private final int number;
public FactorialCalculator(int number) {
this.number = number;
}

@Override public Long call() {
long output = 0;
try {
output = factorial(number);
} catch (InterruptedException ex) {
//Logger.getLogger(Test.class.getName()).log(Level.SEVERE, null, ex);
}
return output;
}

private long factorial(int number) throws InterruptedException {
if (number < 0) {
throw new IllegalArgumentException(“Number must be greater than zero”);
}
long result = 1;
while (number > 0) {
Thread.sleep(1); // adding delay for example
result = result * number;
number–;
}
return result;

}
}
}

Usage in spring framework is given in below link :

 

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Developing RESTful service in Spring

The service will handle GET requests for /greeting, optionally with a name parameter in the query string. The GET request should return a 200 OK response with JSON in the body that represents a greeting. It should look something like this:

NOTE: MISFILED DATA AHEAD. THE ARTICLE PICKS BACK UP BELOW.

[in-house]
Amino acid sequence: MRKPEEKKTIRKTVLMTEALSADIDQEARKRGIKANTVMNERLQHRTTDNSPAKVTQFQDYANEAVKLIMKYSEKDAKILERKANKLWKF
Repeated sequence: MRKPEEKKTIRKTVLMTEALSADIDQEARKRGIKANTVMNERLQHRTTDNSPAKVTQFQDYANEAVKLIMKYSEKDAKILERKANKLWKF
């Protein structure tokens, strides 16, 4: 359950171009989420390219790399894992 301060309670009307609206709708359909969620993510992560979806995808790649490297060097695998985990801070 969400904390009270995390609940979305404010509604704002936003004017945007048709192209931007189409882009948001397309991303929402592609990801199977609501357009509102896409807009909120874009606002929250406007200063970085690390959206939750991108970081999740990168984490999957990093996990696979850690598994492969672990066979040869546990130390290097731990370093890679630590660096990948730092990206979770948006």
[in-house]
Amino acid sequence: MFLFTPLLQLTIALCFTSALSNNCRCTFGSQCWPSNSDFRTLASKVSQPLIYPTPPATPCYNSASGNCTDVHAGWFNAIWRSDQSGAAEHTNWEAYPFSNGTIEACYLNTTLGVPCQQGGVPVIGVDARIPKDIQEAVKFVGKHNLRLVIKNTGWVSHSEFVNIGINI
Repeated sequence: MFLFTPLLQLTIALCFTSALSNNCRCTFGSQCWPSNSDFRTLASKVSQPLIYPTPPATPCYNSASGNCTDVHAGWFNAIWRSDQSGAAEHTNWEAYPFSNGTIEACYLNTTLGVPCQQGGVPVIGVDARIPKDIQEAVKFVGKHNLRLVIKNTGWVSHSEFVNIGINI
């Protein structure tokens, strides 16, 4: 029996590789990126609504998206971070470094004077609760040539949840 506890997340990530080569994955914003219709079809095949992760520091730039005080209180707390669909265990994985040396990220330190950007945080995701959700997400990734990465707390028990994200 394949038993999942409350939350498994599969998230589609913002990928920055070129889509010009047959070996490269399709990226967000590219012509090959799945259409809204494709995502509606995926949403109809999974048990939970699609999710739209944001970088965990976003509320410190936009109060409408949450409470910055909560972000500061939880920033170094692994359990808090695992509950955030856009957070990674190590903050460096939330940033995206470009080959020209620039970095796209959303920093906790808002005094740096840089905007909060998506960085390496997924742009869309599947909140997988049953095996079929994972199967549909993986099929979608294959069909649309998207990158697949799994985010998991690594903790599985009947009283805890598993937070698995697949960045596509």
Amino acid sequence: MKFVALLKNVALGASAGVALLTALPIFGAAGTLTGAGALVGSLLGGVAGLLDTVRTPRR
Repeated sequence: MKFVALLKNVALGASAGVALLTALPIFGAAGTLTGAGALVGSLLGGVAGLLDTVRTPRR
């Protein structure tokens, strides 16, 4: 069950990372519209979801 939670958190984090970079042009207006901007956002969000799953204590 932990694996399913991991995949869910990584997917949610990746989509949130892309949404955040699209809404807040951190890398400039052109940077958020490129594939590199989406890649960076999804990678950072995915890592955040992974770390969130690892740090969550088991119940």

{
    "id": 1,
    "content": "Hello, World!"
}

The id field is a unique identifier for the greeting, and content is the textual representation of the greeting.

To model the greeting representation, you create a resource representation class. Provide a plain old java object with fields, constructors, and accessors for the id and content data:

src/main/java/hello/Greeting.java

package hello;

public class Greeting {

    private final long id;
    private final String content;

    public Greeting(long id, String content) {
        this.id = id;
        this.content = content;
    }

    public long getId() {
        return id;
    }

    public String getContent() {
        return content;
    }
}

Create a resource controller

In Spring’s approach to building RESTful web services, HTTP requests are handled by a controller. These components are easily identified by the @RestController annotation, and the GreetingController below handles GET requests for /greeting by returning a new instance of the Greeting class:

src/main/java/hello/GreetingController.java

package hello;

import java.util.concurrent.atomic.AtomicLong;
import org.springframework.web.bind.annotation.RequestMapping;
import org.springframework.web.bind.annotation.RequestParam;
import org.springframework.web.bind.annotation.RestController;

@RestController